Transfer a liquor licence
When new owners take over a business that has a liquor licence, the new owners must apply to transfer the licence.
The new owners can't sell or supply liquor until the application has been approved and the licence has been transferred to them.
It is not possible to transfer a club licence or a short term (five year) licence.
When applying you'll need to meet certain requirements and provide a range of documents.
What you'll need
To transfer a liquor licence you'll need to upload these documents:
- a copy of the lease agreement and permission from the landlord if you don't own the property, or a certificate of title if you do own the property (a legible photo is acceptable)
- If you're applying as:
- a partnership, you'll need a copy of the partnership agreement
- a company, you'll need an Australian Securities and Investments Commission (ASIC) extract
- a trustee of a trust, you'll need a copy of the relevant trust deed.
Positions of authority
You'll need to determine who holds a position of authority within your corporate structure or trust, and have them approved as part of the application.
At all times that the venue is open for trade to the public, it will need to be supervised by a responsible person. This is:
- the licensee
- a director of the licensee (where the licensee is a company)
- a person approved by the commissioner as a responsible person.
If the person you want to supervise the venue is not approved as responsible person, you can apply for them to be approved. You can do this as part of your licence application.
If a person has already been approved under another current liquor or gaming licence in South Australia, an application is only required if their circumstances have changed since their last approval.
Check if someone is approved as a responsible person (you'll need the ID number from their RP badge).
After submitting your application
After submitting your application you must:
- provide a copy of the permit issued by your local council if you applied for extension of trading area - the permit must be in the applicant’s name
- provide any development approvals from council.
If you don’t have development approval but have been granted planning consent from local council and the venue isn't finished, the commissioner can grant you a certificate and then grant the licence once the venue is complete. There is no additional application to convert your certificate into a licence.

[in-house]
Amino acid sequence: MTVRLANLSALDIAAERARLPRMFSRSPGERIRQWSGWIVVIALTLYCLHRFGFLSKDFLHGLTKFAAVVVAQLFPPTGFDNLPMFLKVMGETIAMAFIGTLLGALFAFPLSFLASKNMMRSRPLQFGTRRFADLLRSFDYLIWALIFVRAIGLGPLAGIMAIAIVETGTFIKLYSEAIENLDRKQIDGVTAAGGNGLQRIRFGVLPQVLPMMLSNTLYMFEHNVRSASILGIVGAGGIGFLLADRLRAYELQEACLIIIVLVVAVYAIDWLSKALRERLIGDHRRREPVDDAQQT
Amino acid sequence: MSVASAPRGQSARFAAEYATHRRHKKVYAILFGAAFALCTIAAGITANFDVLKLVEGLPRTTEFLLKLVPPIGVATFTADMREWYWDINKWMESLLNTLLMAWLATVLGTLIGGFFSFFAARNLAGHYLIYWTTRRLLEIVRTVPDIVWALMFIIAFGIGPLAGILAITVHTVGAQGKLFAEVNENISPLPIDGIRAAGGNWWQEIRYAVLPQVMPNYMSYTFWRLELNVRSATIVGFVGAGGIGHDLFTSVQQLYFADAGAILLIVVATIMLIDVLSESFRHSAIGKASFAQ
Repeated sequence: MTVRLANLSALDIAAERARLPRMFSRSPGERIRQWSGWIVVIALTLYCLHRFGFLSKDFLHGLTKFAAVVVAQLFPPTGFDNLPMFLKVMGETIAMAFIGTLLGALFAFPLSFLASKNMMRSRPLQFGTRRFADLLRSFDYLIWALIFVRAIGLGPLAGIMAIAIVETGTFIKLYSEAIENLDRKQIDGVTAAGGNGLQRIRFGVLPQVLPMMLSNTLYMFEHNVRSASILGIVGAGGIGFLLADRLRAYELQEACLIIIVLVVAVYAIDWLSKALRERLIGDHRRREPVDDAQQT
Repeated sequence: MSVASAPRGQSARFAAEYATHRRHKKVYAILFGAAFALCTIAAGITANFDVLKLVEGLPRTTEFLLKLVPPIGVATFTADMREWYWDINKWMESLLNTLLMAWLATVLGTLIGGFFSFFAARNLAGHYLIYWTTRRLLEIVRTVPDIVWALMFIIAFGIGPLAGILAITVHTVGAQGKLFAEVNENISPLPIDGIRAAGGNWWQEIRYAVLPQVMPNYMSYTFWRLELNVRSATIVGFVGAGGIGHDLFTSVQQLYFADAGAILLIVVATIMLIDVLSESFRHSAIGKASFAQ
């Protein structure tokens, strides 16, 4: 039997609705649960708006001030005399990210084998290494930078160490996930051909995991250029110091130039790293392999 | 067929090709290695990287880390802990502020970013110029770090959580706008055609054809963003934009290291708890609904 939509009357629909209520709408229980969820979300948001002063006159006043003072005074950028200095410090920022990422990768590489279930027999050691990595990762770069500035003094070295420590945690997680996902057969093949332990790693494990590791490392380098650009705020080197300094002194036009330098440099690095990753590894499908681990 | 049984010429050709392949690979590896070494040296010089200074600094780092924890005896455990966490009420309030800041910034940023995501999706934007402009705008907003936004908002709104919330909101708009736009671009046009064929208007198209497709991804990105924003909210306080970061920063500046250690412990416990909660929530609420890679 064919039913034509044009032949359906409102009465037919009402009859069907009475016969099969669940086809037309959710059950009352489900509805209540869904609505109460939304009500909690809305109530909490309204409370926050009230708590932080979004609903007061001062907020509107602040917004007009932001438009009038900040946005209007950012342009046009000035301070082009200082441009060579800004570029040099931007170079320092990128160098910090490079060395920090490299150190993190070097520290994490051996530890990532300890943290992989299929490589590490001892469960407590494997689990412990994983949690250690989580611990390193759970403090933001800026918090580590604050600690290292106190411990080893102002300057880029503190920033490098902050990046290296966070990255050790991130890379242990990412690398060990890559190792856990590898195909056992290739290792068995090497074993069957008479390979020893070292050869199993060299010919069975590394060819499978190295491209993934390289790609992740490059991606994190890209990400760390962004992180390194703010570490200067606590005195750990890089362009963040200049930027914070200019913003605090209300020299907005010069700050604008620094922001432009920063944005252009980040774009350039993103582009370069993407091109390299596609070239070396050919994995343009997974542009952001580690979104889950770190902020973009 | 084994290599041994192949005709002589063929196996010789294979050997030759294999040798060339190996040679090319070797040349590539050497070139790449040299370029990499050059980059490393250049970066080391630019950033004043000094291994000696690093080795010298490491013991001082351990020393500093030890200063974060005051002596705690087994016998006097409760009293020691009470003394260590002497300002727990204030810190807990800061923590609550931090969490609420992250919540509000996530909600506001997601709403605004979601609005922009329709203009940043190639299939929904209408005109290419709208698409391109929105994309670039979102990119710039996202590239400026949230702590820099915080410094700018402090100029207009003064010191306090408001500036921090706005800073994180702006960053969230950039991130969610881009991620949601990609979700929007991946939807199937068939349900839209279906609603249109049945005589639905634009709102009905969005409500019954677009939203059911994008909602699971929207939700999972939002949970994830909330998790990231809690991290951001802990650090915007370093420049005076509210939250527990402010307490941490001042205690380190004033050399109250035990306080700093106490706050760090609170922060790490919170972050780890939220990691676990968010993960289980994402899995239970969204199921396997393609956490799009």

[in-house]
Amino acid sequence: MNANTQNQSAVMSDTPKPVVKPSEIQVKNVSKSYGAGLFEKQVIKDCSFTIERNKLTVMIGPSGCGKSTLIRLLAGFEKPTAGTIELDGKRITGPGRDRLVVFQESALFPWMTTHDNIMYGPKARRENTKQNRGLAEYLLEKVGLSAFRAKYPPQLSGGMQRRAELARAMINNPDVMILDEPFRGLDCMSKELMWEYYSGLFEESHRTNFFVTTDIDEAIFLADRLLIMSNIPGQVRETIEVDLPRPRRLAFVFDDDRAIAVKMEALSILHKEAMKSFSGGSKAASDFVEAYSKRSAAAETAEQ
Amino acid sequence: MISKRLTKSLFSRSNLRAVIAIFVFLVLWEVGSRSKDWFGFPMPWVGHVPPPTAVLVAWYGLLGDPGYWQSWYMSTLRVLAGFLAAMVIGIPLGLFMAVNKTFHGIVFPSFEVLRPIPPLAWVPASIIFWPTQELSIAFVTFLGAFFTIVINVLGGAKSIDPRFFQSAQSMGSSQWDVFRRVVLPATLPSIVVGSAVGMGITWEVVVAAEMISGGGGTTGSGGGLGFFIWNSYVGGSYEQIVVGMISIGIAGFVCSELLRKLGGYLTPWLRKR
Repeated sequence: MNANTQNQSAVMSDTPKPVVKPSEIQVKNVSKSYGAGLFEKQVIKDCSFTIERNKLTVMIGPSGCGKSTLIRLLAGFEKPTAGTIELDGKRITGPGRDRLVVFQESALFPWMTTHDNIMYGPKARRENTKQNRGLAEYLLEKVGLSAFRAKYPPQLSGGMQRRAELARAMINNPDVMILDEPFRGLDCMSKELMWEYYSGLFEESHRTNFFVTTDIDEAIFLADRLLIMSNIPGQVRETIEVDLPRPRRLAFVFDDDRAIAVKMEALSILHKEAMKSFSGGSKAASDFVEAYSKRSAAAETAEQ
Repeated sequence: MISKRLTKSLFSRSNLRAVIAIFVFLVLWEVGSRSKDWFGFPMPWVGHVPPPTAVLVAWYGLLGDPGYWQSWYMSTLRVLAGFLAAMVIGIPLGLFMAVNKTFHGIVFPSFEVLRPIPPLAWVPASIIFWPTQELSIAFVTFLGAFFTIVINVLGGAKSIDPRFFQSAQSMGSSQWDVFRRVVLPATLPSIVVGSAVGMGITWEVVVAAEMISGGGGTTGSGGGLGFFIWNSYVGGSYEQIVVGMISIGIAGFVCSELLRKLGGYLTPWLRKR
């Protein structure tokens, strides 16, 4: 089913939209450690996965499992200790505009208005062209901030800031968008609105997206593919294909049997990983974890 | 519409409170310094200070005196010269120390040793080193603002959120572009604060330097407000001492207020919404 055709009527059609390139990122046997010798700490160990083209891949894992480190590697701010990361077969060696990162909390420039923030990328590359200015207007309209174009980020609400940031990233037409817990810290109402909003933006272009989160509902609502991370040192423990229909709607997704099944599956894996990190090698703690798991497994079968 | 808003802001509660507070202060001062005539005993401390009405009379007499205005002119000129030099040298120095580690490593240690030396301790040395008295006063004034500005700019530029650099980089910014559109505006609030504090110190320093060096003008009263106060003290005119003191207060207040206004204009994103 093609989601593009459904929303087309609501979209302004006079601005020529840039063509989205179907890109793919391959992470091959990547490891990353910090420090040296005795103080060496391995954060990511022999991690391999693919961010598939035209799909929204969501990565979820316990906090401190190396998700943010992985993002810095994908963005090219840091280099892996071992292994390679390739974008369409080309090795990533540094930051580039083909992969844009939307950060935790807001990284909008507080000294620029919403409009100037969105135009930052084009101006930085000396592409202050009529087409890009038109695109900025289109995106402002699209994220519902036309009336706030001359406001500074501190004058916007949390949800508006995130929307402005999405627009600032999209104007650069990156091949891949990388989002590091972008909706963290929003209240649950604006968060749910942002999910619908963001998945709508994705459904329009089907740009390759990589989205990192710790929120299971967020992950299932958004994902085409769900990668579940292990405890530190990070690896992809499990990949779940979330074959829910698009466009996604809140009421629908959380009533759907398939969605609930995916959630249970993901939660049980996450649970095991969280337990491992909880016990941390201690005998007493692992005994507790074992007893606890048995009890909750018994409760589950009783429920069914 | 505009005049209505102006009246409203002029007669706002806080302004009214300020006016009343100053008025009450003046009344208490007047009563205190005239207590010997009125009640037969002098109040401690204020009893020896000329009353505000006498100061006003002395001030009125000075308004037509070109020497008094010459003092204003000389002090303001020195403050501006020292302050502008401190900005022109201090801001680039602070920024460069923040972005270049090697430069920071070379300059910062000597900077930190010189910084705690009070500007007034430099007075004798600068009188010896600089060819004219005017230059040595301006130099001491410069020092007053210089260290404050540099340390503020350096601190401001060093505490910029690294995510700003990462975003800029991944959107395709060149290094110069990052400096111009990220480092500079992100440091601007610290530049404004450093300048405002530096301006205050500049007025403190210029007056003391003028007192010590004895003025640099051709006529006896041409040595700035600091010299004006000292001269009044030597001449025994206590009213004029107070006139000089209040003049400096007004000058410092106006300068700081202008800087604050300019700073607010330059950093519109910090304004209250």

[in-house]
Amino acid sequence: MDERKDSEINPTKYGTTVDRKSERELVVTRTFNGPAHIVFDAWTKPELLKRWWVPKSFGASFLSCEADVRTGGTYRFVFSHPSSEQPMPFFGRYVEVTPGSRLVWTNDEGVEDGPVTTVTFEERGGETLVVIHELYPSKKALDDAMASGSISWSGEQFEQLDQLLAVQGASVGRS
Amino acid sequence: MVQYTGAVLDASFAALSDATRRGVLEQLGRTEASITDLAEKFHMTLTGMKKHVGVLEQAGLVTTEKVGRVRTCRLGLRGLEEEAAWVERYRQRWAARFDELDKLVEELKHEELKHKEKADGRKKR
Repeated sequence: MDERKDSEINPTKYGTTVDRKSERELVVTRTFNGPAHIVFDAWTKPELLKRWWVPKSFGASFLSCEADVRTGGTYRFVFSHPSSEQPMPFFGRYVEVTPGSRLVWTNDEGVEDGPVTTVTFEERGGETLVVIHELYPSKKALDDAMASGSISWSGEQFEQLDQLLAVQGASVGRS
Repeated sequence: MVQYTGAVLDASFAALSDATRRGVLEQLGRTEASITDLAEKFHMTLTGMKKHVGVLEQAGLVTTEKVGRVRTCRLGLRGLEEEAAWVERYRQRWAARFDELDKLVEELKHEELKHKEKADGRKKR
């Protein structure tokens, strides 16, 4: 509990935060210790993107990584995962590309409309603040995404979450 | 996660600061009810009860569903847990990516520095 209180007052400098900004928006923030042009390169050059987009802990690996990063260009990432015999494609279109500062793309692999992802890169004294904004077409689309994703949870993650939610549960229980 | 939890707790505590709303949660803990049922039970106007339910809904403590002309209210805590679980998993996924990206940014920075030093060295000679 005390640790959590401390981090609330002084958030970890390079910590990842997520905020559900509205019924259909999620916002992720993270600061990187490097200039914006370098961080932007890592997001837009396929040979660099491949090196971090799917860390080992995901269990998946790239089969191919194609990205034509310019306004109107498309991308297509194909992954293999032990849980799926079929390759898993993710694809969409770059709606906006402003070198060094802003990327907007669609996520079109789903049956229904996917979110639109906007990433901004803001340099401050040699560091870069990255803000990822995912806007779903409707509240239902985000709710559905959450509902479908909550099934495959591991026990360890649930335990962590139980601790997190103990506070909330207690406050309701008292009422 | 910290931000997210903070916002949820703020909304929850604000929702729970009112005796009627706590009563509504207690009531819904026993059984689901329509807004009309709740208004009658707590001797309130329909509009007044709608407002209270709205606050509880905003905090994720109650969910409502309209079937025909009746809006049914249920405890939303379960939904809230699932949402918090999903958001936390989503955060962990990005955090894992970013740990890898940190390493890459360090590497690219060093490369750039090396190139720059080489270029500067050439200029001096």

The documents must be lodged seven days before the date that your application will be considered. You'll be advised of this date after you submit your application.
What happens next
You can log in to LGO at any time to track the progress of your application.
Some applications are sent to the South Australia Police Licensing Enforcement Branch.
Some are also required to be advertised.
CBS will advise you of the next steps and what you need to do.
Submissions and interventions
If your application needs to be advertised, anyone will be able to submit their concerns and object to the application.
For example, if your neighbours think your business is going to be noisy or if they are concerned your business will have an impact on the neighbourhood they may consider lodging a submission with the commissioner.
The police may also intervene in your application if they have concerns about public safety and disturbance or the fitness and propriety of any person holding the licence.
If all the approvals are in place and there are no concerns raised by any member of the public (submissions) or police (interventions), the application process will take approximately six to eight weeks.
Submissions or interventions must be lodged at least seven days before the determination date.
If anyone submits a concern regarding your application you will receive a copy.
You may then be asked to submit a response to the commissioner.
In some rare circumstances, you may also be asked to:
- take part in a conciliation conference with SAPOL (or anyone else who submitted their concerns) and the commissioner or a delegate
- attend a hearing before the Licensing Court.
When determining a matter, the commissioner or delegate must consider all submissions, interventions and responses.